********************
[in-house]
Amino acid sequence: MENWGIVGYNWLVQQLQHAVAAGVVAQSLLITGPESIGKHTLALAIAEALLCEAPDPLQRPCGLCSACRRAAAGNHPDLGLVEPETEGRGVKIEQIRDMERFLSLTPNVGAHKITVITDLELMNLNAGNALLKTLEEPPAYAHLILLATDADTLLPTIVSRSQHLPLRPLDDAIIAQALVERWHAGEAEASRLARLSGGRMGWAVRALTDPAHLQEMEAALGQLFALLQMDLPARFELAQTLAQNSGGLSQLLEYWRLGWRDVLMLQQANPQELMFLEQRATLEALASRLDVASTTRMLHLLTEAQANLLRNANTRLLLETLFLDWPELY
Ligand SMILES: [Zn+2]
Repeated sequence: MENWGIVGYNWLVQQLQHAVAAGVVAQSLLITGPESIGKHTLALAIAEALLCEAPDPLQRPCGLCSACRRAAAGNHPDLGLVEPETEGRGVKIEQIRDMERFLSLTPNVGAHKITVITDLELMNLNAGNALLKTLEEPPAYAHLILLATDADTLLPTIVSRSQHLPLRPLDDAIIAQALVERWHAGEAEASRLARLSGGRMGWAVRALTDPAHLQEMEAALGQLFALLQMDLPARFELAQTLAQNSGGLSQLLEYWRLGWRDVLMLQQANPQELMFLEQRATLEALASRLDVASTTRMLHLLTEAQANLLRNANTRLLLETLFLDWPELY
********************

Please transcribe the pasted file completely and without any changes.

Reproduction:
[in-house]
Amino acid sequence: MENWGIVGYNWLVQQLQHAVAAGVVAQSLLITGPESIGKHTLALAIAEALLCEAPDPLQRPCGLCSACRRAAAGNHPDLGLVEPETEGRGVKIEQIRDMERFLSLTPNVGAHKITVITDLELMNLNAGNALLKTLEEPPAYAHLILLATDADTLLPTIVSRSQHLPLRPLDDAIIAQALVERWHAGEAEASRLARLSGGRMGWAVRALTDPAHLQEMEAALGQLFALLQMDLPARFELAQTLAQNSGGLSQLLEYWRLGWRDVLMLQQANPQELMFLEQRATLEALASRLDVASTTRMLHLLTEAQANLLRNANTRLLLETLFLDWPELY
Ligand SMILES: [Zn+2]
Repeated sequence: MENWGIVGYNWLVQQLQHAVAAGVVAQSLLITGPESIGKHTLALAIAEALLCEAPDPLQRPCGLCSACRRAAAGNHPDLGLVEPETEGRGVKIEQIRDMERFLSLTPNVGAHKITVITDLELMNLNAGNALLKTLEEPPAYAHLILLATDADTLLPTIVSRSQHLPLRPLDDAIIAQALVERWHAGEAEASRLARLSGGRMGWAVRALTDPAHLQEMEAALGQLFALLQMDLPARFELAQTLAQNSGGLSQLLEYWRLGWRDVLMLQQANPQELMFLEQRATLEALASRLDVASTTRMLHLLTEAQANLLRNANTRLLLETLFLDWPELY